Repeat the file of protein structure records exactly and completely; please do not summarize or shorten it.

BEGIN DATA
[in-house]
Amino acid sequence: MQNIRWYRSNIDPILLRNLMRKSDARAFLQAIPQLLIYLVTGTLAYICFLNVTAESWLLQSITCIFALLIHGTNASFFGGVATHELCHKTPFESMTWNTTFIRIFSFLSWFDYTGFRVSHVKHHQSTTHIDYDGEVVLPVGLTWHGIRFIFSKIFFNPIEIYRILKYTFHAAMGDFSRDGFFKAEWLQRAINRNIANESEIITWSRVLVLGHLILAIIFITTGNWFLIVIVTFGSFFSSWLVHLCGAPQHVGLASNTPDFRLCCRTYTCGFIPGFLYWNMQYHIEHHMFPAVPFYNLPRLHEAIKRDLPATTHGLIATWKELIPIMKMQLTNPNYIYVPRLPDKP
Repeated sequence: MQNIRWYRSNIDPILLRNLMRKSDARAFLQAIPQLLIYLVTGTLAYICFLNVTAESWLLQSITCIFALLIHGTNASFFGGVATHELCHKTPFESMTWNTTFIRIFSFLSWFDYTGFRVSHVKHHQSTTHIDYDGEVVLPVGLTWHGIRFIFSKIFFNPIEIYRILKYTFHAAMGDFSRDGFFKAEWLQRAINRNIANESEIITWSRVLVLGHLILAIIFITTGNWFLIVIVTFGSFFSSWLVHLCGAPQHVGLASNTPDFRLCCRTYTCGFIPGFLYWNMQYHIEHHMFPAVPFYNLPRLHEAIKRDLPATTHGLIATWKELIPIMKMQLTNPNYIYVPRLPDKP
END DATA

[in-house]
Amino acid sequence: MQNIRWYRSNIDPILLRNLMRKSDARAFLQAIPQLLIYLVTGTLAYICFLNVTAESWLLQSITCIFALLIHGTNASFFGGVATHELCHKTPFESMTWNTTFIRIFSFLSWFDYTGFRVSHVKHHQSTTHIDYDGEVVLPVGLTWHGIRFIFSKIFFNPIEIYRILKYTFHAAMGDFSRDGFFKAEWLQRAINRNIANESEIITWSRVLVLGHLILAIIFITTGNWFLIVIVTFGSFFSSWLVHLCGAPQHVGLASNTPDFRLCCRTYTCGFIPGFLYWNMQYHIEHHMFPAVPFYNLPRLHEAIKRDLPATTHGLIATWKELIPIMKMQLTNPNYIYVPRLPDKP
Repeated sequence: MQNIRWYRSNIDPILLRNLMRKSDARAFLQAIPQLLIYLVTGTLAYICFLNVTAESWLLQSITCIFALLIHGTNASFFGGVATHELCHKTPFESMTWNTTFIRIFSFLSWFDYTGFRVSHVKHHQSTTHIDYDGEVVLPVGLTWHGIRFIFSKIFFNPIEIYRILKYTFHAAMGDFSRDGFFKAEWLQRAINRNIANESEIITWSRVLVLGHLILAIIFITTGNWFLIVIVTFGSFFSSWLVHLCGAPQHVGLASNTPDFRLCCRTYTCGFIPGFLYWNMQYHIEHHMFPAVPFYNLPRLHEAIKRDLPATTHGLIATWKELIPIMKMQLTNPNYIYVPRLPDKP